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I want to force chrome to render WebGL using software drivers, not hardware.

I'm using Ubuntu Linux and I understand that the Mesa GL drivers can be forced to use a software implementation by specifying the environment variable, LIBGL_ALWAYS_SOFTWARE=1, when launching a program. I confirmed that the driver changes when specifying the env var.

bash$ glxinfo | grep -i "opengl"
OpenGL vendor string: Intel Open Source Technology Center
OpenGL renderer string: Mesa DRI Intel(R) 945GM x86/MMX/SSE2
OpenGL version string: 1.4 Mesa 10.1.3
OpenGL extensions:

bash$ LIBGL_ALWAYS_SOFTWARE=1 glxinfo | grep -i "opengl"
OpenGL vendor string: VMware, Inc.
OpenGL renderer string: Gallium 0.4 on llvmpipe (LLVM 3.4, 128 bits)
OpenGL version string: 2.1 Mesa 10.1.3
OpenGL shading language version string: 1.30
OpenGL extensions:

The default GL driver provides OpenGL 1.4 support, and the software driver provides OpenGL 2.1 support.

I tracked down where the desktop launcher exists (/usr/share/applications/) and edited it to specify the env var, but chrome://gpu still shows GL version 1.4. The Chrome GPU info contains a promising value:

Command Line Args --flag-switches-begin --disable-accelerated-2d-canvas --ignore-gpu-blacklist --flag-switches-end

I wonder if I can customize the --flag-switches-begin.

I also found the '--use-gl' command line switch, but I'm not sure how to leverage it to force the driver into software mode.

As a side note, I have already enabled 'Override software rendering list' in chrome://flags/, which did remove my model from the 'blacklist' making it possible to use WebGL, but the OpenGL feature set is still quite limited.

I have an old laptop with a terrible 'gpu' that I would like to use to develop some shaders and test in WebGL, no matter the performance.

Is it possible to tell Chrome to use the software drivers?

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1 Answer 1

I don't have a linux box so I can't check but you can specify a prefix chrome will use for launching the GPU process with

--gpu-launcher=<prefix>

It's normally used for debugging for example

--gpu-launcher="xterm -e gdb --args"

When chrome launches a process it calls spawn. Normally it just launches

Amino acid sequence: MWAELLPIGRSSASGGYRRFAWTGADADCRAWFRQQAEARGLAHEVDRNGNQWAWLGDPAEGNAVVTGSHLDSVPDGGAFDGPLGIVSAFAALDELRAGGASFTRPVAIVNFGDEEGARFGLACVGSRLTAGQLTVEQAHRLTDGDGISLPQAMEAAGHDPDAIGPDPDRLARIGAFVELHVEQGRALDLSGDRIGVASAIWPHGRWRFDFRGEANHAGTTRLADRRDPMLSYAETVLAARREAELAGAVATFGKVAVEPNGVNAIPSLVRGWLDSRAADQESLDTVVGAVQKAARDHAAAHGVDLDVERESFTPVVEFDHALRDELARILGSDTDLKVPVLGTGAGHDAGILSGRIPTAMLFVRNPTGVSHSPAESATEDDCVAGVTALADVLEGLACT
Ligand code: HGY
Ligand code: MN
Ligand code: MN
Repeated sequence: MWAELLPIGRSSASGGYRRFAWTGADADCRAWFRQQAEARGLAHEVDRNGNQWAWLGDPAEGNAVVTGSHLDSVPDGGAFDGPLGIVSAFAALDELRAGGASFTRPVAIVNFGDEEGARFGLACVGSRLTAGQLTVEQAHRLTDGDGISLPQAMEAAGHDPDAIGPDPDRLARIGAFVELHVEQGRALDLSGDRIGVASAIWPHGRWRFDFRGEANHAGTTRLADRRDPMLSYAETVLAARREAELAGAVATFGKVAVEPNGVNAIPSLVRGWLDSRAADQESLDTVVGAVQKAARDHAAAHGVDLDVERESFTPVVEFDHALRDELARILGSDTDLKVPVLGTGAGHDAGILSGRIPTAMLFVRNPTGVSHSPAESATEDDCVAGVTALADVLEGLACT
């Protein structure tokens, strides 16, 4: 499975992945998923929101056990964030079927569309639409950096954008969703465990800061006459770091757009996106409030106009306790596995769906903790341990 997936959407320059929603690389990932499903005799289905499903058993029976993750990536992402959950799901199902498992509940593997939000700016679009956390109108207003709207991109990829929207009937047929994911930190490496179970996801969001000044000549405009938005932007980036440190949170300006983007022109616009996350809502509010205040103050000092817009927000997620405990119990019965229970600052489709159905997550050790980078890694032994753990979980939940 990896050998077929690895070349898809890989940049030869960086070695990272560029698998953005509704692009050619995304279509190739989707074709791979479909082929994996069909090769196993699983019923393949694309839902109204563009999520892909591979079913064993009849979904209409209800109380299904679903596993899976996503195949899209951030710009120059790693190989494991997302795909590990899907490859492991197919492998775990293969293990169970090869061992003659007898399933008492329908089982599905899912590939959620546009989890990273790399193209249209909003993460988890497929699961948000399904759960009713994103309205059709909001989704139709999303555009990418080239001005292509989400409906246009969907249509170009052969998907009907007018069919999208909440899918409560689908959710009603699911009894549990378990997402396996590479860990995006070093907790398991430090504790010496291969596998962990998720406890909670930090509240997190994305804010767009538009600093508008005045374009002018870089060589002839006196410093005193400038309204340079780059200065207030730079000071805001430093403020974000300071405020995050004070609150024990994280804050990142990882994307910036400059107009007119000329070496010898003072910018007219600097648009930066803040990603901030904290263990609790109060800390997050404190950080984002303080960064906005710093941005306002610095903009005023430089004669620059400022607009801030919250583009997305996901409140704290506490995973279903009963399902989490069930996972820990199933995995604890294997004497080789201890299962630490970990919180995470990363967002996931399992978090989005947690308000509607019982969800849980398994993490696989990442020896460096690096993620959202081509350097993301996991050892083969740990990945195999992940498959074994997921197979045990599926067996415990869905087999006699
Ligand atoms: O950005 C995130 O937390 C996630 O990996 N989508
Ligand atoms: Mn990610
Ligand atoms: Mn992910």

path/to/chrome <various flags>

--gpu-launcher lets you add a prefix to that. So for example

 --gpu-launcher=/usr/local/yourname/launch.sh 

would make it spawn

 /usr/local/yourname/launch.sh path/to/chrome <various flags>

You can now make /usr/local/yourname/launch.sh do whatever you want and finally launch chrome. The simplest would be something like

#!/bin/sh
"$@"

In your case I'd guess you'd want

#!/bin/sh
export LIBGL_ALWAYS_SOFTWARE=1
"$@"

Be sure to mark launch.sh as executable.


given the script above this worked for me

/opt/google/chrome/chrome --ignore-gpu-blacklist --gpu-launcher=/usr/local/gman/launch.sh

after which about:gpu gives me

GL_VENDOR   VMware, Inc.
GL_RENDERER Gallium 0.4 on llvmpipe (LLVM 0x301)
GL_VERSION  2.1 Mesa 9.0.3
share|improve this answer
    
Thanks for the suggestion. I have since tried to use the flag you mention, but I am not sure what process I need to be launching. Simply specifying the env var, or xterm, leads to WebGL being disabled on chrome://gpu. Could you be more specific? –  cyrf Jun 24 '14 at 5:02
    
updated answer. –  gman Jun 24 '14 at 8:26
    
I'm very close. I did like you suggested, and I can see a difference. chrome://gpu now shows WebGL support when specifying the --gpu-launcher. However, chrome://gpu also shows the OpenGL version still at 1.4, when I was hoping to see OpenGL 2.1. Any ideas? Maybe 'export' is wrong? Maybe chrome does not use glx? –  cyrf Jun 24 '14 at 16:44
    
updated again.. –  gman Jun 24 '14 at 18:24

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